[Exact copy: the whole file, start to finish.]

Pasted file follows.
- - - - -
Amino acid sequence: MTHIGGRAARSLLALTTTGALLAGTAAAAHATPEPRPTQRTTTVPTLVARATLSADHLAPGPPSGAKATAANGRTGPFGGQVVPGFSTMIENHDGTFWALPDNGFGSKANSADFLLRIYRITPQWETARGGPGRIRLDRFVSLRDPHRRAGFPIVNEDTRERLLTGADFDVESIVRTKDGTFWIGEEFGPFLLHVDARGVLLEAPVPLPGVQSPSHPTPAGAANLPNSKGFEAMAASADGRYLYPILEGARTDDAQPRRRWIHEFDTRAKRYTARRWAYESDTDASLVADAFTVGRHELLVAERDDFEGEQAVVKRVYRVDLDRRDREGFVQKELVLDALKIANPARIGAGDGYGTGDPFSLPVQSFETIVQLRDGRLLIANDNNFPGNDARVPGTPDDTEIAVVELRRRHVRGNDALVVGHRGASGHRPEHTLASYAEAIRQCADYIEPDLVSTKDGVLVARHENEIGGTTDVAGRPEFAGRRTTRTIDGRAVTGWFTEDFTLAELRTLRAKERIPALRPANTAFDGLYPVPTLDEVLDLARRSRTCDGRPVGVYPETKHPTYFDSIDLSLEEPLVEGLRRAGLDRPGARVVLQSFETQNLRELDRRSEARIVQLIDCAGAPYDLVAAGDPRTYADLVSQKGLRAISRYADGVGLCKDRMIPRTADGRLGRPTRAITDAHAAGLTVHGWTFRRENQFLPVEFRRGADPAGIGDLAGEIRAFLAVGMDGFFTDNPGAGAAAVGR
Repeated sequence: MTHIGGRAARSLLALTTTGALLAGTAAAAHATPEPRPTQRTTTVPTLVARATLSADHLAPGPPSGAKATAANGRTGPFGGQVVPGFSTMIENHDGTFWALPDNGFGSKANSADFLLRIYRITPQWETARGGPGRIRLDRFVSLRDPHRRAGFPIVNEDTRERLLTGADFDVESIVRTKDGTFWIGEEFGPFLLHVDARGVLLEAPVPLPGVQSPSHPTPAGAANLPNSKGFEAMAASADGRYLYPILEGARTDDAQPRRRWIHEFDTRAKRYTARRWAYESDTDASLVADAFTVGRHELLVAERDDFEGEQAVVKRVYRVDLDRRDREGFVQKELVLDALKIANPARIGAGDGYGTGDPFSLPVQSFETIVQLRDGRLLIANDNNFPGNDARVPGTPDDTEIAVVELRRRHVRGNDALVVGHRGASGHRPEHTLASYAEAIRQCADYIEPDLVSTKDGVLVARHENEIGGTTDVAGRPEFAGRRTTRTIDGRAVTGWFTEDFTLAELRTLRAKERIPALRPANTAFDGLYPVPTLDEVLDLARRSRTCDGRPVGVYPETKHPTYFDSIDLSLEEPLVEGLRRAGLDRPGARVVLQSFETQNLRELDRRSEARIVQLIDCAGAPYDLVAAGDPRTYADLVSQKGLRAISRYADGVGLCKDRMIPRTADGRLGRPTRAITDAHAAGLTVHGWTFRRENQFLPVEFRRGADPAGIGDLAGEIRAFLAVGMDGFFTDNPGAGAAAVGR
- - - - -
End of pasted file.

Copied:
Amino acid sequence: MTHIGGRAARSLLALTTTGALLAGTAAAAHATPEPRPTQRTTTVPTLVARATLSADHLAPGPPSGAKATAANGRTGPFGGQVVPGFSTMIENHDGTFWALPDNGFGSKANSADFLLRIYRITPQWETARGGPGRIRLDRFVSLRDPHRRAGFPIVNEDTRERLLTGADFDVESIVRTKDGTFWIGEEFGPFLLHVDARGVLLEAPVPLPGVQSPSHPTPAGAANLPNSKGFEAMAASADGRYLYPILEGARTDDAQPRRRWIHEFDTRAKRYTARRWAYESDTDASLVADAFTVGRHELLVAERDDFEGEQAVVKRVYRVDLDRRDREGFVQKELVLDALKIANPARIGAGDGYGTGDPFSLPVQSFETIVQLRDGRLLIANDNNFPGNDARVPGTPDDTEIAVVELRRRHVRGNDALVVGHRGASGHRPEHTLASYAEAIRQCADYIEPDLVSTKDGVLVARHENEIGGTTDVAGRPEFAGRRTTRTIDGRAVTGWFTEDFTLAELRTLRAKERIPALRPANTAFDGLYPVPTLDEVLDLARRSRTCDGRPVGVYPETKHPTYFDSIDLSLEEPLVEGLRRAGLDRPGARVVLQSFETQNLRELDRRSEARIVQLIDCAGAPYDLVAAGDPRTYADLVSQKGLRAISRYADGVGLCKDRMIPRTADGRLGRPTRAITDAHAAGLTVHGWTFRRENQFLPVEFRRGADPAGIGDLAGEIRAFLAVGMDGFFTDNPGAGAAAVGR
Repeated sequence: MTHIGGRAARSLLALTTTGALLAGTAAAAHATPEPRPTQRTTTVPTLVARATLSADHLAPGPPSGAKATAANGRTGPFGGQVVPGFSTMIENHDGTFWALPDNGFGSKANSADFLLRIYRITPQWETARGGPGRIRLDRFVSLRDPHRRAGFPIVNEDTRERLLTGADFDVESIVRTKDGTFWIGEEFGPFLLHVDARGVLLEAPVPLPGVQSPSHPTPAGAANLPNSKGFEAMAASADGRYLYPILEGARTDDAQPRRRWIHEFDTRAKRYTARRWAYESDTDASLVADAFTVGRHELLVAERDDFEGEQAVVKRVYRVDLDRRDREGFVQKELVLDALKIANPARIGAGDGYGTGDPFSLPVQSFETIVQLRDGRLLIANDNNFPGNDARVPGTPDDTEIAVVELRRRHVRGNDALVVGHRGASGHRPEHTLASYAEAIRQCADYIEPDLVSTKDGVLVARHENEIGGTTDVAGRPEFAGRRTTRTIDGRAVTGWFTEDFTLAELRTLRAKERIPALRPANTAFDGLYPVPTLDEVLDLARRSRTCDGRPVGVYPETKHPTYFDSIDLSLEEPLVEGLRRAGLDRPGARVVLQSFETQNLRELDRRSEARIVQLIDCAGAPYDLVAAGDPRTYADLVSQKGLRAISRYADGVGLCKDRMIPRTADGRLGRPTRAITDAHAAGLTVHGWTFRRENQFLPVEFRRGADPAGIGDLAGEIRAFLAVGMDGFFTDNPGAGAAAVGR